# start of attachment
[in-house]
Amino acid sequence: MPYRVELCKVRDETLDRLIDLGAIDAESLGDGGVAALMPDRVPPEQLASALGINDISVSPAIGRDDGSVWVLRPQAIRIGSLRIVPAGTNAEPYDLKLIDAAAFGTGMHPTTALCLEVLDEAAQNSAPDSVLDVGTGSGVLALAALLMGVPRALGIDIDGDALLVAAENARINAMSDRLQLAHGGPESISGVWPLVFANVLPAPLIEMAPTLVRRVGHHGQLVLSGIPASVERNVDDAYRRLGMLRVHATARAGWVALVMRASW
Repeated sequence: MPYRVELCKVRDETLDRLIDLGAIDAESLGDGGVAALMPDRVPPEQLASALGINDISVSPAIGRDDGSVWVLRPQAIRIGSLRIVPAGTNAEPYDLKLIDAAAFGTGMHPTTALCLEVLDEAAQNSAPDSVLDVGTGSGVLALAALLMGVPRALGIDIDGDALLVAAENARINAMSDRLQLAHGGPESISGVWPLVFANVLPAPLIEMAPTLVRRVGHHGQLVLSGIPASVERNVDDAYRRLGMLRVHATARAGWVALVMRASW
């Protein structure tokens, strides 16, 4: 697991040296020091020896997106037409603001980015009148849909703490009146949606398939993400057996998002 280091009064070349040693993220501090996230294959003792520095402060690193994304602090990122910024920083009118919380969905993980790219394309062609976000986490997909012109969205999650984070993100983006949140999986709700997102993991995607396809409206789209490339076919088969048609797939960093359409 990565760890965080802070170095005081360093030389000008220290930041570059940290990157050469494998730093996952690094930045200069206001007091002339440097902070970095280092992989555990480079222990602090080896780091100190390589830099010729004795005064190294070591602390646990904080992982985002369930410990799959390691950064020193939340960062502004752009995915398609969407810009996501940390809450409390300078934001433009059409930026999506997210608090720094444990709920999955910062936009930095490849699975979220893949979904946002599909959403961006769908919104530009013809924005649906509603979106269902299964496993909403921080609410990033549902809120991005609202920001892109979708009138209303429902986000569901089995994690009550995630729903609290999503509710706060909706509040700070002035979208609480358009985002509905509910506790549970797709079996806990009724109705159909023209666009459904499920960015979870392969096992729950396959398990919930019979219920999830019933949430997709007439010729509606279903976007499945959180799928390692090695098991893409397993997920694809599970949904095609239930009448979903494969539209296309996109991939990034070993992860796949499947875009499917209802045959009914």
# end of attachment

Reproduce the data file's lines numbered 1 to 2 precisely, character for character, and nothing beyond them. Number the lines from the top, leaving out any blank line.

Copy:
[in-house]
Amino acid sequence: MPYRVELCKVRDETLDRLIDLGAIDAESLGDGGVAALMPDRVPPEQLASALGINDISVSPAIGRDDGSVWVLRPQAIRIGSLRIVPAGTNAEPYDLKLIDAAAFGTGMHPTTALCLEVLDEAAQNSAPDSVLDVGTGSGVLALAALLMGVPRALGIDIDGDALLVAAENARINAMSDRLQLAHGGPESISGVWPLVFANVLPAPLIEMAPTLVRRVGHHGQLVLSGIPASVERNVDDAYRRLGMLRVHATARAGWVALVMRASW